Electrolytes are substances that produce an electrically conducting solution when dissolved in a polar solvent , such as water . The dissolved electrolytes separates into cations and anions , which disperse uniformly through the solvent .
Examples – NaCl , HCl , H₂SO₄ , HNO₃ , CaCl₂ , NaOH , CH₃COOH , KNO₃ etc .
Strong Electrolytes :-
Strong electrolytes are solutes or solutions I.e. electrolytes that completely dissociates in solution . The solution will contain only ions and no molecules of the electrolytes .
- Strong electrolytes are good conductors of electricity but only in aqueous solution .
Examples – NaCl , HCl , H₂SO₄ , HNO₃ , CaCl₂
Weak Electrolytes :-
Weak electrolytes are electrolytes that does not completely dissociate in aqueous solution . The solution will contain both ions and molecules of the electrolytes .
- Weak electrolytes are only partially ionize in water usually 1 % to 10%
Examples – CH₃COOH , NH₄OH , H₃PO₄ , H₂CO₃ etc .
Non-electrolytes are substance that does not exist in an ionic form in aqueous solution . Non-electrolytes tend to be poor electrical conductors and don’t readily dissociate into ions when dissolved .
Example – Ethanol , Sugar , Chloroform .
It is a technique that uses a direct electric current ( DC ) to drive an otherwise non -spontaneous chemical reaction .
- The site where electrolysis occurs is in an electrolytic cell , which is a type of electrochemical cell .
Electrolytic cell :-
In an electrolytic cell external source of voltage is used to bring about a chemical reaction . The electrochemical process are of great importance in the laboratory and chemical industry .
- One of the simplest electrolytic cell consists of two copper strips dipping in an aqueous solution of copper sulphate .
- If a DC voltage is applied to the two electrodes , then Cu²⁺ ions discharge at the cathode ( negative charged ) and the following reaction takes place –
Cu²⁺ (aq ) + 2e⁻ → Cu ( s )
Copper metal is deposited on the cathode . At the anode , Copper is converted into Cu²⁺ by the reaction –
Cu ( s ) → Cu²⁺ ( s ) + 2e⁻
Thus Copper is dissolved ( oxidised ) at anode and deposited ( reduced ) at cathode .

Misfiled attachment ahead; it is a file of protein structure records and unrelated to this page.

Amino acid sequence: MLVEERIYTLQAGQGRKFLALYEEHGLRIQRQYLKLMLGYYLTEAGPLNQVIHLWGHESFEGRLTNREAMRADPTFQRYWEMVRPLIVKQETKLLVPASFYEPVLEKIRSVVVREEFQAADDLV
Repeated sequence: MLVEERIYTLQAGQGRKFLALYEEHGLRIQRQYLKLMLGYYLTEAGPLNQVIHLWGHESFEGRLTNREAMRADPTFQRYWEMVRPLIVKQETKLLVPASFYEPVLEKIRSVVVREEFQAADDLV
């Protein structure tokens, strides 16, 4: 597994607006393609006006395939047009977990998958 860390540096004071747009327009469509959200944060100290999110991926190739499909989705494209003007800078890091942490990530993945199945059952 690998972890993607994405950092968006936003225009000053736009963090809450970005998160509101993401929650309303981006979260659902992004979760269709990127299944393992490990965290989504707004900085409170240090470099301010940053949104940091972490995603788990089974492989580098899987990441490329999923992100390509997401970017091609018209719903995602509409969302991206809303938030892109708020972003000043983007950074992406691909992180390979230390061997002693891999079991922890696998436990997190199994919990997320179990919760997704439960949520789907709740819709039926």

- This is the basis for an industrial process in which impure copper is converted into copper of high purity .
- Sodium and magnesium metals are produced by the electrolysis of their fused chlorides and Aluminium is produced by electrolysis of Aluminium oxide in presence of cryolite .
Example – Electrolysis of liquified NaCl
NaCl → Na⁺ + Cl⁻
2Na⁺ + 2e → 2Na ( on cathode ) , Reduction
2 Cl⁻ → Cl₂ + 2e ( on anode ) , Oxidation
2Na⁺ + 2Cl⁻ → 2 Na + Cl₂
Faraday’s laws of Electrolysis :-
Michael Faraday was the first scientist who describe the quantitative aspects of electrolysis .
Faraday proposed two laws called Faraday’s law of electrolysis
First law :-
The mass of the substance deposited or liberated at any electrode is directly proportional to the quantity of electricity or charge passed .
In the mathematical form this law can be represented as follows
m α Q
m = ZQ
where m is the mass of substance in gram ( g ) , Q is charge measured in coulombs ( C ) and Z is the proportionality constant in g / C and is also known as electrochemical equivalent .
Electrochemical equivalent :-
It is the mass of substance produced at the electrode during electrolysis by one coulomb of charge I . e .
Z = m / Q
Since Q = It
Where I is current at time t
Hence m = ZQ
Or m = Z I t
If Equivalent weight of a substance is E , then
Z = E / 96500
Or. m = W = E I t / 96500
Second law :-
It states that – when the same quantity of electricity is passed through different electrolytes , the masses of different ions liberated at the electrodes are directly proportional to their chemical equivalents ( equivalent weights ) that means –
The electrochemical equivalent ( Z )of an element is directly proportional to its Equivalent weight ( E )
Or Z α E
1 Faraday ( F ) = charge of an electron × Avogadro’s number
Or 1F = 1.6021 x 10⁻¹⁹ C x 6.02 x 10²³ mol⁻¹
= 96487 or 96500
One mole of different ions liberated at the electrodes required amount of current electricity = n F